Retail shrink nearly a $100B problem

Sep 15, 2022
Written by WR Communications

As a percentage of total retail sales last year, retail shrink led to $94.5 billion in losses, up from $90.8 billion in 2020, according to the 2022 National Retail Security Survey released yesterday. Organized retail crime (ORC) has been a key critical component of retail shrink, which has been an increasing challenge for retailers and the industry at large.

The survey determined that the average shrink rate in 2021 was 1.44%, a slight decrease from the previous two years but similar to the five-year average of 1.5%. Most retailers reported that in-store, e-commerce, and omnichannel fraud have risen.

Violence is a growing concern, and in many stores, employees have been injured by or experienced confrontations from retail thieves, many of which wield weapons, threatening injury. As a result, retailers have prioritized addressing guest-on-associate violence, external theft, and ORC. Retailers specifically cited an increase in violence (89.3%), shoplifting (73.2%), ORC, and employee theft (tied at 71.4%.) A majority of respondents (87.3%) said the pandemic increased overall risk for their organization.

Retailers reported a 26.5% increase in ORC, on average. Even more alarming, the vast majority (81.2%) said the violence and aggression associated with ORC increased in the past year.

Retailers are prioritizing new resources to safeguard their customers, employees, and operations, with nearly half (44.5%) indicating loss prevention as an area of investment. More than half (60.3%) are increasing their technology budget, and 52.4% are increasing their capital and equipment budget. As part of these efforts, many are investing in various technologies, including RFID, computer vision at point of sale, and license plate recognition.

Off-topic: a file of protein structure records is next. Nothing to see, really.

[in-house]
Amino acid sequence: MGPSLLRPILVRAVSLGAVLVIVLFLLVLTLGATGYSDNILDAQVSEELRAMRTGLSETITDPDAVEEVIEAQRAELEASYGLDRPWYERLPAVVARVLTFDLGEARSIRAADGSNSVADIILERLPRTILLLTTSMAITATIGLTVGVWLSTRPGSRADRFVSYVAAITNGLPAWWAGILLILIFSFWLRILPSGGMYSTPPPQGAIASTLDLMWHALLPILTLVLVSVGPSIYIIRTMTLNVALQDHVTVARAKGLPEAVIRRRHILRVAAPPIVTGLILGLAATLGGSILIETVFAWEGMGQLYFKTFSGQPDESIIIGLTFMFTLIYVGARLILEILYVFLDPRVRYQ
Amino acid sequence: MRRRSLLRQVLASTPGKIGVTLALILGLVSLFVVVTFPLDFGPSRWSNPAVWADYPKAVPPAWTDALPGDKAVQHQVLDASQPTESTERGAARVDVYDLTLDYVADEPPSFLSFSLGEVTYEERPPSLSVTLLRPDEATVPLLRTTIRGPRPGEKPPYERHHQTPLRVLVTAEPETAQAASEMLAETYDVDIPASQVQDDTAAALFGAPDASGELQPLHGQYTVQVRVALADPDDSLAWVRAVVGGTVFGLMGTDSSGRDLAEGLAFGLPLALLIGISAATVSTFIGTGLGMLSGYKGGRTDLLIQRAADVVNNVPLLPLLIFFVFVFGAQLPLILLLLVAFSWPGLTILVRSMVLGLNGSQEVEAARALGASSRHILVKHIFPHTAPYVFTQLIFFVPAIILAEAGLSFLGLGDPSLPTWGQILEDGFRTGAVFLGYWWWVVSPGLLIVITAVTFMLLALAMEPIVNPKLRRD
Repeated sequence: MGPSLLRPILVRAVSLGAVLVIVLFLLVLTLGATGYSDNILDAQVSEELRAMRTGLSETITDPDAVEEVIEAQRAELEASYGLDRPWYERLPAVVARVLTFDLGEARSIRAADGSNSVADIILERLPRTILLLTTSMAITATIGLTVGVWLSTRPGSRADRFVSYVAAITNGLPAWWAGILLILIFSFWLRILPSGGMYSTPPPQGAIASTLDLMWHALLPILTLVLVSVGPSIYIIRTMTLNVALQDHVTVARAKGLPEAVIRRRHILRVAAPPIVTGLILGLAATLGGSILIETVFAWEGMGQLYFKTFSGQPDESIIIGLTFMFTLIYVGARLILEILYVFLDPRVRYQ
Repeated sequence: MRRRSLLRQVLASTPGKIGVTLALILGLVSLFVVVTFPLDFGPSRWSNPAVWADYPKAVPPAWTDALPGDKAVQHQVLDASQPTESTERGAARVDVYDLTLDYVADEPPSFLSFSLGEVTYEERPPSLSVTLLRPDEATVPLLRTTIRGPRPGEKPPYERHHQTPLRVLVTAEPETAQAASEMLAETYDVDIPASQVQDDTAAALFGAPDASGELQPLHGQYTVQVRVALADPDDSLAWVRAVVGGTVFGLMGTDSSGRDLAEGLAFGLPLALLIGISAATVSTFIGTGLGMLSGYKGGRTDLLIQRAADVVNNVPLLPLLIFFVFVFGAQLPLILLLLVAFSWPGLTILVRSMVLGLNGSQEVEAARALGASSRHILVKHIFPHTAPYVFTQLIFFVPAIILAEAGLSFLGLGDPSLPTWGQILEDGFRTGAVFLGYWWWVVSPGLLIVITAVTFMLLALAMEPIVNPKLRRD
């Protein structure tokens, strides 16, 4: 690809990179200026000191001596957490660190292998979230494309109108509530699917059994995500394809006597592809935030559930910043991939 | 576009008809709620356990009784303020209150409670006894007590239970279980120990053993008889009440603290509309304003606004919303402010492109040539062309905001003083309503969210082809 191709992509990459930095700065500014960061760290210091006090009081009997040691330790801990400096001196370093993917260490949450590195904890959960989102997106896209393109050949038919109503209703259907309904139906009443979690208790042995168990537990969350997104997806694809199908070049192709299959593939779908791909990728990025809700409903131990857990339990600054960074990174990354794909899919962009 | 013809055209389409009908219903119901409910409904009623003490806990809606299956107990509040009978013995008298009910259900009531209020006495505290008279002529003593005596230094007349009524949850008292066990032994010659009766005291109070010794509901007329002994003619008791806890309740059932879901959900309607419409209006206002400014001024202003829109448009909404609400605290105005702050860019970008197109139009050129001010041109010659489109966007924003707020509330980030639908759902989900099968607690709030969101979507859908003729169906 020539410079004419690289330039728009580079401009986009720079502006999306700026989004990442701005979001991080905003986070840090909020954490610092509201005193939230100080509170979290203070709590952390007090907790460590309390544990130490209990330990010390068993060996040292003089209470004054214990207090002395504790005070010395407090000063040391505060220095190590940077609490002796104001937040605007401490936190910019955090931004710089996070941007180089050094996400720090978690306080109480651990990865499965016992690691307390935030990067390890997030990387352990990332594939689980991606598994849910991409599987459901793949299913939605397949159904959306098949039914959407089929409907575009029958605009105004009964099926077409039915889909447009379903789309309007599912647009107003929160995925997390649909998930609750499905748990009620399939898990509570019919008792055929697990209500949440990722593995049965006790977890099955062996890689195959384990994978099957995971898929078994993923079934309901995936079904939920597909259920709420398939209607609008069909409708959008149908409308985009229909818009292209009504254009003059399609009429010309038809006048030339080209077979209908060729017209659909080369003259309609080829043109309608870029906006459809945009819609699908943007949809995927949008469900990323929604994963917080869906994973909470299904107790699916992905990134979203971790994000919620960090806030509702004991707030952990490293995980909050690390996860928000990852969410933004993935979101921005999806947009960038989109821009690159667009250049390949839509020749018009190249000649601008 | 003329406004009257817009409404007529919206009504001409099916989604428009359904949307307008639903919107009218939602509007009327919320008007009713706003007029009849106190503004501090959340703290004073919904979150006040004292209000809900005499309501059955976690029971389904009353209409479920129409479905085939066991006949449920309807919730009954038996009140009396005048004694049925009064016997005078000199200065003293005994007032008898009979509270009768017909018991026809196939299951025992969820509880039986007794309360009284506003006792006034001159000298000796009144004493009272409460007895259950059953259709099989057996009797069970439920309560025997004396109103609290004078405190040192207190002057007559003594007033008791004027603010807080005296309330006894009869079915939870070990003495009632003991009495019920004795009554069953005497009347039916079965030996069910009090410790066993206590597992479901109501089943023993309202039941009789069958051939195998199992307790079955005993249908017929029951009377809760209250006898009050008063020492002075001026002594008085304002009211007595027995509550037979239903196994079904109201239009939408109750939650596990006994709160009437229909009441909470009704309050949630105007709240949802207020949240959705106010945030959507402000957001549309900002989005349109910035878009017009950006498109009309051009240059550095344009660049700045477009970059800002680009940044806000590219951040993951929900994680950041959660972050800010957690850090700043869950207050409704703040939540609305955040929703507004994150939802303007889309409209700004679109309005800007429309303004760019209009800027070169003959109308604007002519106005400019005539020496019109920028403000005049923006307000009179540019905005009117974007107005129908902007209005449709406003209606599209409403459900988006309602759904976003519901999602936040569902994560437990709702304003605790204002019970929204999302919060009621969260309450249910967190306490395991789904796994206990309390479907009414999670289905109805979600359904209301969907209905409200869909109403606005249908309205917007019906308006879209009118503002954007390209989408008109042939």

“Reducing instances of violent crime, particularly those affiliated with ORC, is a key priority among retailers because it directly and immediately impacts employees in numerous capacities,” Loss Prevention Research Council Senior Research Scientist Cory Lowe said. Employees have been reluctant to speak publicly about their concerns and frustrations with the sometimes-violent work environments.

As retailers implement additional measures to diminish and ultimately prevent ORC-related incidents from occurring, policy reform is still needed. Most respondents (70.8%) reported an increase in ORC, where felony thresholds have increased. Retailers desire stronger ORC legislation, especially at the federal level, and better enforcement of existing laws.